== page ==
This may be a reference to "Design of Everyday Things - Dan Norman" or books in that direction. Although he talked a lot more about creating doors wrong he also mentioned faucet designs as terrible. 188.8.131.52 09:17, 29 November 2022 (UTC)
- I was initially drawn to the parallel/derivation from the "Build a better mousetrap..." concept, which vastly predates Don Norman. But it's such a widespread trope that I can't be sure it should be mentioned 'officially'. 184.108.40.206 11:13, 29 November 2022 (UTC)
- I am actually puzzled by how many people don't relate to this, judging by the comments here. I guess I've been unlucky with the faucets I've encountered so far? Over the years I've had spontaneous conversations with multiple people abut how tap designs are either inconvenient (i.e. hard to find the right handle positions to produce the desired temperature and flow), or confusing to use, especially for hotel showers. In fact I'm adding this comment mostly so other people who share the same perception don't feel gaslighted or otherwise confused by so many people not recognizing this issue. --Waldir (talk) 10:50, 29 November 2022 (UTC)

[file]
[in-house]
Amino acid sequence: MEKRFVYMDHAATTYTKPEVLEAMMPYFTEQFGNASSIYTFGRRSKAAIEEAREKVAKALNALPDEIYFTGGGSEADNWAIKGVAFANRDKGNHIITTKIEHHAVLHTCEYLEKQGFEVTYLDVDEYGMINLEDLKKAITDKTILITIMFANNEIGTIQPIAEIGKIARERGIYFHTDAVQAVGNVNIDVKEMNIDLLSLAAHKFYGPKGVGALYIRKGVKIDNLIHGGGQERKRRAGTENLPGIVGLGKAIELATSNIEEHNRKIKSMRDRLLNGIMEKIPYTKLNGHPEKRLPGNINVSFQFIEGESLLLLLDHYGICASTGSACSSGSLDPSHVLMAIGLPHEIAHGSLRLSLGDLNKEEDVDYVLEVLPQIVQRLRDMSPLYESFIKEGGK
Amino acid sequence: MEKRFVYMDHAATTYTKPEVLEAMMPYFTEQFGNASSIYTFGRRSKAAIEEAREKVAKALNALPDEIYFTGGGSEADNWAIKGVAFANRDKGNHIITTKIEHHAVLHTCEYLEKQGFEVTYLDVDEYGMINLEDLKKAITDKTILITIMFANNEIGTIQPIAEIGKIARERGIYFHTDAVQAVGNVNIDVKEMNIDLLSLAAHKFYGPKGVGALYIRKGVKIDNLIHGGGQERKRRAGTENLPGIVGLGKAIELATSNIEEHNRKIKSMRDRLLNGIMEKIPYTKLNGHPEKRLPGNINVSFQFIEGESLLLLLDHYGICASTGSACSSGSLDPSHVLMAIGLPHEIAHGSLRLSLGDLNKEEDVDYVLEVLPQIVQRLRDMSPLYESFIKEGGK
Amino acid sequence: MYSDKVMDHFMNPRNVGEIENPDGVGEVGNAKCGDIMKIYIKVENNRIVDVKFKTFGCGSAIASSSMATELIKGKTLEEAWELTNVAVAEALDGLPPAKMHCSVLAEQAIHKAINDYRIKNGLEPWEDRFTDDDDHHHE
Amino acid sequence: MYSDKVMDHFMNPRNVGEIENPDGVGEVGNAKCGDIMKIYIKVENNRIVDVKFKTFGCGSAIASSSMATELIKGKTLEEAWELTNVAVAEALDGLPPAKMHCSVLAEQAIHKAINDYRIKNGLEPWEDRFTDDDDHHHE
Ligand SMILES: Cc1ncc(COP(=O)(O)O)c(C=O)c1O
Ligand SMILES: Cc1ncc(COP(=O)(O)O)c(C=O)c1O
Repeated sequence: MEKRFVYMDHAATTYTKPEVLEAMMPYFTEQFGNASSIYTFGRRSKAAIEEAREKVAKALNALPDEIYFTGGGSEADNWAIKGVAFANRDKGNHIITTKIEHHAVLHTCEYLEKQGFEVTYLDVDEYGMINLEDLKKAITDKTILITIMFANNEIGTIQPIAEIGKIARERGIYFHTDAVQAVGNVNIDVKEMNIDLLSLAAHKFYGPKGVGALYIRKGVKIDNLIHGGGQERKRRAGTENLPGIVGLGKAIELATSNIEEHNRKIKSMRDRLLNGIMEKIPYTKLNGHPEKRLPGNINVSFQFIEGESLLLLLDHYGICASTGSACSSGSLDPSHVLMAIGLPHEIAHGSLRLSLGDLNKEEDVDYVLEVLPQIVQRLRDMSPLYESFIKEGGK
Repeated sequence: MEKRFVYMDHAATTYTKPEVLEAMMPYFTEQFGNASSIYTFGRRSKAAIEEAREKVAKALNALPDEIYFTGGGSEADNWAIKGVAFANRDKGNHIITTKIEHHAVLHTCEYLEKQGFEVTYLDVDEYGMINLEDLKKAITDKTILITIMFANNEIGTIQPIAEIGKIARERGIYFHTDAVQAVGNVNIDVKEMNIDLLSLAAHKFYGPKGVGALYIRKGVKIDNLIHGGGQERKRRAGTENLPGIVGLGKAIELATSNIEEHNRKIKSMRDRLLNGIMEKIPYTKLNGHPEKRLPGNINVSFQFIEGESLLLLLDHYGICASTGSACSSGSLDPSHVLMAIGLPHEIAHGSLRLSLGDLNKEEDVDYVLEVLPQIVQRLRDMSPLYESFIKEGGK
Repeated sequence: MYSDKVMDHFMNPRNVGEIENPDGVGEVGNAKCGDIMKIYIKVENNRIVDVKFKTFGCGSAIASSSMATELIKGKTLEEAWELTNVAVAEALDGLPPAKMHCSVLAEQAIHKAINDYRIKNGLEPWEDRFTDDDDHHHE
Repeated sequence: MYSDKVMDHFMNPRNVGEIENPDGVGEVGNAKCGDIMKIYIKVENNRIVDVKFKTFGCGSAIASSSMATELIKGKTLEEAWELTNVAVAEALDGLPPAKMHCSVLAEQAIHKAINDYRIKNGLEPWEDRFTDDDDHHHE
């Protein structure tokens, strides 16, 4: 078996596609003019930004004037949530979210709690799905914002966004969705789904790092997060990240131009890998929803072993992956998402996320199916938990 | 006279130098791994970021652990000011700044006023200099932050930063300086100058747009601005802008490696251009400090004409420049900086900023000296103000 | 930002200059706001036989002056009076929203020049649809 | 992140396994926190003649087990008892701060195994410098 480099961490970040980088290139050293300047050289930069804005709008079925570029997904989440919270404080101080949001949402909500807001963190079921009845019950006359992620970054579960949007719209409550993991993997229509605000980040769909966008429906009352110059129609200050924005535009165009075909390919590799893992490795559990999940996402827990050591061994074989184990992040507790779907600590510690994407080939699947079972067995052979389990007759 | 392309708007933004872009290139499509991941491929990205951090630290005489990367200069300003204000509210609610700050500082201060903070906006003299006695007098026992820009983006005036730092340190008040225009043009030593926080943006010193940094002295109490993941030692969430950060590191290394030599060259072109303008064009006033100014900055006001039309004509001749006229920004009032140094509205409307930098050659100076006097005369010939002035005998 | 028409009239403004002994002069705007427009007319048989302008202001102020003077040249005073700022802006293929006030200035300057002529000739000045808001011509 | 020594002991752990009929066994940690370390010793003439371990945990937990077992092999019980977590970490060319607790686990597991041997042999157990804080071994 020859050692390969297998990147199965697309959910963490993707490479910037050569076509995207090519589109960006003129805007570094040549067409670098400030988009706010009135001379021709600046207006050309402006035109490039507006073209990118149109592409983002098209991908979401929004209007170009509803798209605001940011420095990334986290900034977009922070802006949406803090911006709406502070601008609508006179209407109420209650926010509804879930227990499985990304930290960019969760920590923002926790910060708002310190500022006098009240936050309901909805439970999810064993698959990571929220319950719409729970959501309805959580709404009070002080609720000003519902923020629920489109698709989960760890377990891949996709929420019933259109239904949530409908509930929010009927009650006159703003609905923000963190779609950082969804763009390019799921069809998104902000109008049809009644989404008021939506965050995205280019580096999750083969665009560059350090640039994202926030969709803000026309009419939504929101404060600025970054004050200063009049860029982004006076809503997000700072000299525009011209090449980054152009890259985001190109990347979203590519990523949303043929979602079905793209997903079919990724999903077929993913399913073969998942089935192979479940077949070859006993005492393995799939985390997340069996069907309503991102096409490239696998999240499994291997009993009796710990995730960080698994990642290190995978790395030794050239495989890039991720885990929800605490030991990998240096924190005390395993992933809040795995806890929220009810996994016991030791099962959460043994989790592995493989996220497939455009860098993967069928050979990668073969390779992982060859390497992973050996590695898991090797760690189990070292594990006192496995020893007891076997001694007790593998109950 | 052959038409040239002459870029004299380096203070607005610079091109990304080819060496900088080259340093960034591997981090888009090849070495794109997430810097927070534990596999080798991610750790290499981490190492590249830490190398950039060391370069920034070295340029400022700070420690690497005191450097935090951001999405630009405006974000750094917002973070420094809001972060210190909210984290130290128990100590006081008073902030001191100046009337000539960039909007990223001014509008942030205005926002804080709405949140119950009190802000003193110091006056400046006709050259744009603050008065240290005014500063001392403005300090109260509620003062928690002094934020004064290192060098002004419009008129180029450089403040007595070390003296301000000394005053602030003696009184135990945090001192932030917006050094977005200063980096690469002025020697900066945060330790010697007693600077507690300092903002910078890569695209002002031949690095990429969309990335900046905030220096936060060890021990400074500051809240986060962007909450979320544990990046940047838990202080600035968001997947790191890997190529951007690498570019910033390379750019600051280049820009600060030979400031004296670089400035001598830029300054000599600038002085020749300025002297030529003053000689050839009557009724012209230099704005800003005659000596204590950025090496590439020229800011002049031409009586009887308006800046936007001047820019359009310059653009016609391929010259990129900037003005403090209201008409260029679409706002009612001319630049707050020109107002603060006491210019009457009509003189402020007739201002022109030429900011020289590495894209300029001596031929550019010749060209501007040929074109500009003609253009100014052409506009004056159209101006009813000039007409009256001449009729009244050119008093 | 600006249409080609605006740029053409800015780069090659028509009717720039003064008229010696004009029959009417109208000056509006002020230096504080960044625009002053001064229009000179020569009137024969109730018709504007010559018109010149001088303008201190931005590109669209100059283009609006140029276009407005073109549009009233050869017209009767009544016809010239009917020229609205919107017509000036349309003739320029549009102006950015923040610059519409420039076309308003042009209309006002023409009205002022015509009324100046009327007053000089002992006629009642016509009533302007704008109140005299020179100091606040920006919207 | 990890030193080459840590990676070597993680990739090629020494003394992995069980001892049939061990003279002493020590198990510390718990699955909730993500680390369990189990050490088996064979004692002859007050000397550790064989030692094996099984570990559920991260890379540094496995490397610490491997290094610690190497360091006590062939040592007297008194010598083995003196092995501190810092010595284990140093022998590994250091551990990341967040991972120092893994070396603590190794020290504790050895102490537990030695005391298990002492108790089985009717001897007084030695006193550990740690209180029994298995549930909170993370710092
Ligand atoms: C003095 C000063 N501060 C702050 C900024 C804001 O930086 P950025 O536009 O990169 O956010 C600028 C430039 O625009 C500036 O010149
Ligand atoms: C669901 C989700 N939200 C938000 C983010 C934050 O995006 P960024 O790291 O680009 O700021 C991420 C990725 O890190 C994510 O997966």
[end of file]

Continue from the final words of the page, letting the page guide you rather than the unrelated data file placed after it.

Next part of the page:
Is that hairy? looks like him? Mushrooms (talk) 10:07, 29 November 2022 (UTC)
- I think it could be, but he is looking different with the hair and because of the scruffy looks his hair standing up could be because he has torn in it. I think it is better not to include it as a Hairy comic. --Kynde (talk) 13:34, 29 November 2022 (UTC)
Is it too pedantic to point out the distinction between a helix (the shape of the control) and a spiral (mentioned by the character)? 220.127.116.11 (talk) 10:28, 29 November 2022 (please sign your comments with ~~~~)
- Not really, but it could be a very shallow (by radial increase/decrease per turn) 3D spiral, I'm more concerned by the "tightening", wondering if it's a flexible spiral/helix that is manipulated dynamically, rather than merely a tap* with a funny-shaped handle/head to rotate through into the backplate.
- * - 'faucet' just makes me wait for a "force it" pun. It's a very American word that I'm not personally aware of being used throught the rest of the anglosphere. Maybe Canada, but probably not Aus/NZ/etc if my uptake of their TV/film exports is correctly remembered... Somebody may want to correct me on this issue, or add English As A Second Language metrics to this.